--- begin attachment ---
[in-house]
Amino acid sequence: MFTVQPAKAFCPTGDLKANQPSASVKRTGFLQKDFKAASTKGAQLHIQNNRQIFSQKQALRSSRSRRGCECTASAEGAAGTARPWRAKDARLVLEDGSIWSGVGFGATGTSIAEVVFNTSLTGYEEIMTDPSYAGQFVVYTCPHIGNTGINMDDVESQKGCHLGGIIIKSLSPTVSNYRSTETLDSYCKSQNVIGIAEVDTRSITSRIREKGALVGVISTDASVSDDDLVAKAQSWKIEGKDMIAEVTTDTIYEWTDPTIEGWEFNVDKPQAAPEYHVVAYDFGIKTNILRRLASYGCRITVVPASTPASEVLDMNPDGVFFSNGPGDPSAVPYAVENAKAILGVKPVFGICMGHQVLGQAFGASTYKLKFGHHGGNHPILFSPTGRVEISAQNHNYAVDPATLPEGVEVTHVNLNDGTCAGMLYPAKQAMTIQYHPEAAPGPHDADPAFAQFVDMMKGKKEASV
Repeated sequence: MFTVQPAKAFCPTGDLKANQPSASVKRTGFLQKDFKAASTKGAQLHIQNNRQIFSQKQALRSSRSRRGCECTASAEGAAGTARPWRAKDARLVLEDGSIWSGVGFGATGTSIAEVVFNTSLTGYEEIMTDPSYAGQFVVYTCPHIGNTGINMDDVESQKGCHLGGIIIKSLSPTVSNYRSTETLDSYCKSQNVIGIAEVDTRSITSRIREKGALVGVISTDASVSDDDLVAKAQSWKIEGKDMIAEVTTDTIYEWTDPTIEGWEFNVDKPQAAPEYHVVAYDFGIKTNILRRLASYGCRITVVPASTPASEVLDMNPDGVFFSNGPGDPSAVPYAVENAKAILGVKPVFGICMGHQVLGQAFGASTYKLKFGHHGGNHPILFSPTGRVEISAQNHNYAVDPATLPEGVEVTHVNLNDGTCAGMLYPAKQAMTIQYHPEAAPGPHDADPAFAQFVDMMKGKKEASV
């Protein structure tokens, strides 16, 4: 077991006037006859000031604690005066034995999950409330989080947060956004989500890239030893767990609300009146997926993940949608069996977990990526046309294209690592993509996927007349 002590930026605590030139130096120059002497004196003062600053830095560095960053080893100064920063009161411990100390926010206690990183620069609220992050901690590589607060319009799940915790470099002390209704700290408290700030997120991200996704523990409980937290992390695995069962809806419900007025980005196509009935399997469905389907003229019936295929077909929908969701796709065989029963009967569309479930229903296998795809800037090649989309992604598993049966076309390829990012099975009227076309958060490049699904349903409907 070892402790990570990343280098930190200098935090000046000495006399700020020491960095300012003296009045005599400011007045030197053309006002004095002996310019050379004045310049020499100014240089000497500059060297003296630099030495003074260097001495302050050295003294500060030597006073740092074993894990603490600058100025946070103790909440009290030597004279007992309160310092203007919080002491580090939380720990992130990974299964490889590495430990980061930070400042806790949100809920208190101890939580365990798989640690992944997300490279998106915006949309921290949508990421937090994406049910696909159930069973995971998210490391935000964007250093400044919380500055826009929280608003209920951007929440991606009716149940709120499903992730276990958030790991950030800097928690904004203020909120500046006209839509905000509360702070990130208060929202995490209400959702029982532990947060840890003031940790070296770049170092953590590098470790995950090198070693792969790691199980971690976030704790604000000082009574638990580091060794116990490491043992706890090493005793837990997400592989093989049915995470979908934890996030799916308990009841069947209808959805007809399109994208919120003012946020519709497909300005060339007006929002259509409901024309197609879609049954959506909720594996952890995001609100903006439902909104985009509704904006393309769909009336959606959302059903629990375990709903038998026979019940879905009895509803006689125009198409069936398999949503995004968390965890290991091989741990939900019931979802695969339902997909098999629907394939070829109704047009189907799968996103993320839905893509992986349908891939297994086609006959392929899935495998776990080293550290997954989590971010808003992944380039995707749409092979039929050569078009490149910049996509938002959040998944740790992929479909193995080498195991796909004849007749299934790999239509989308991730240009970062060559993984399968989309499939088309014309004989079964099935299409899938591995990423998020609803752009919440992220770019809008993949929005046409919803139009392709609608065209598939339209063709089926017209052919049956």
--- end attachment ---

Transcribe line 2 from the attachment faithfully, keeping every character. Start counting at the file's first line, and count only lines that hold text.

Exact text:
Amino acid sequence: MFTVQPAKAFCPTGDLKANQPSASVKRTGFLQKDFKAASTKGAQLHIQNNRQIFSQKQALRSSRSRRGCECTASAEGAAGTARPWRAKDARLVLEDGSIWSGVGFGATGTSIAEVVFNTSLTGYEEIMTDPSYAGQFVVYTCPHIGNTGINMDDVESQKGCHLGGIIIKSLSPTVSNYRSTETLDSYCKSQNVIGIAEVDTRSITSRIREKGALVGVISTDASVSDDDLVAKAQSWKIEGKDMIAEVTTDTIYEWTDPTIEGWEFNVDKPQAAPEYHVVAYDFGIKTNILRRLASYGCRITVVPASTPASEVLDMNPDGVFFSNGPGDPSAVPYAVENAKAILGVKPVFGICMGHQVLGQAFGASTYKLKFGHHGGNHPILFSPTGRVEISAQNHNYAVDPATLPEGVEVTHVNLNDGTCAGMLYPAKQAMTIQYHPEAAPGPHDADPAFAQFVDMMKGKKEASV